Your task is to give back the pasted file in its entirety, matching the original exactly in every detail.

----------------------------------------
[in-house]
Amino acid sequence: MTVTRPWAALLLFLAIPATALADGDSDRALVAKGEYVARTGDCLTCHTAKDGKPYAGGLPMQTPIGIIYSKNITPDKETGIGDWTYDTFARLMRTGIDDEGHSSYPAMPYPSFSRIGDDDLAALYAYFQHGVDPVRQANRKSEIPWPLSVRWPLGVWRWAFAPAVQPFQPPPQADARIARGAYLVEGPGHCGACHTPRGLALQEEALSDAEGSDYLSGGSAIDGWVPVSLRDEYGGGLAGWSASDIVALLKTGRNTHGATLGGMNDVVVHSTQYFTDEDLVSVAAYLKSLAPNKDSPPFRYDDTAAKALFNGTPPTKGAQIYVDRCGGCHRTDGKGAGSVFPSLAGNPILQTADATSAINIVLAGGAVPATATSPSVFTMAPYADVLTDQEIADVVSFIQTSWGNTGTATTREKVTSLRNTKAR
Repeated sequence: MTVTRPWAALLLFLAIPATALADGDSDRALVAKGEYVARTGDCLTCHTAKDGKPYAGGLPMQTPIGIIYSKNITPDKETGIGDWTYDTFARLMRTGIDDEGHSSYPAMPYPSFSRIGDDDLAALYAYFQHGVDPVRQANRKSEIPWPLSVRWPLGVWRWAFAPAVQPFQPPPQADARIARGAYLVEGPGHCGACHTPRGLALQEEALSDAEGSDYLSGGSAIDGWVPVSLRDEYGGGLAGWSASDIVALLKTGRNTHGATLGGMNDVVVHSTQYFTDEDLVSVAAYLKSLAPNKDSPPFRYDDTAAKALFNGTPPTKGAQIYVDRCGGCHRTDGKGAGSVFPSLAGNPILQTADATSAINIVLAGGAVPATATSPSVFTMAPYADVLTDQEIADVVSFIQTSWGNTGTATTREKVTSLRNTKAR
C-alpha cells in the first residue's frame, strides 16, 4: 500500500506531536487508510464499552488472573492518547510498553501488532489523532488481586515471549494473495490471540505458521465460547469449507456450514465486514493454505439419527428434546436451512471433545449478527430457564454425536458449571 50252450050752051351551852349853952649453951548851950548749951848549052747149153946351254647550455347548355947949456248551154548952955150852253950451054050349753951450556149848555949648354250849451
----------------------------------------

[in-house]
Amino acid sequence: MTVTRPWAALLLFLAIPATALADGDSDRALVAKGEYVARTGDCLTCHTAKDGKPYAGGLPMQTPIGIIYSKNITPDKETGIGDWTYDTFARLMRTGIDDEGHSSYPAMPYPSFSRIGDDDLAALYAYFQHGVDPVRQANRKSEIPWPLSVRWPLGVWRWAFAPAVQPFQPPPQADARIARGAYLVEGPGHCGACHTPRGLALQEEALSDAEGSDYLSGGSAIDGWVPVSLRDEYGGGLAGWSASDIVALLKTGRNTHGATLGGMNDVVVHSTQYFTDEDLVSVAAYLKSLAPNKDSPPFRYDDTAAKALFNGTPPTKGAQIYVDRCGGCHRTDGKGAGSVFPSLAGNPILQTADATSAINIVLAGGAVPATATSPSVFTMAPYADVLTDQEIADVVSFIQTSWGNTGTATTREKVTSLRNTKAR
Repeated sequence: MTVTRPWAALLLFLAIPATALADGDSDRALVAKGEYVARTGDCLTCHTAKDGKPYAGGLPMQTPIGIIYSKNITPDKETGIGDWTYDTFARLMRTGIDDEGHSSYPAMPYPSFSRIGDDDLAALYAYFQHGVDPVRQANRKSEIPWPLSVRWPLGVWRWAFAPAVQPFQPPPQADARIARGAYLVEGPGHCGACHTPRGLALQEEALSDAEGSDYLSGGSAIDGWVPVSLRDEYGGGLAGWSASDIVALLKTGRNTHGATLGGMNDVVVHSTQYFTDEDLVSVAAYLKSLAPNKDSPPFRYDDTAAKALFNGTPPTKGAQIYVDRCGGCHRTDGKGAGSVFPSLAGNPILQTADATSAINIVLAGGAVPATATSPSVFTMAPYADVLTDQEIADVVSFIQTSWGNTGTATTREKVTSLRNTKAR
C-alpha cells in the first residue's frame, strides 16, 4: 500500500506531536487508510464499552488472573492518547510498553501488532489523532488481586515471549494473495490471540505458521465460547469449507456450514465486514493454505439419527428434546436451512471433545449478527430457564454425536458449571 50252450050752051351551852349853952649453951548851950548749951848549052747149153946351254647550455347548355947949456248551154548952955150852253950451054050349753951450556149848555949648354250849451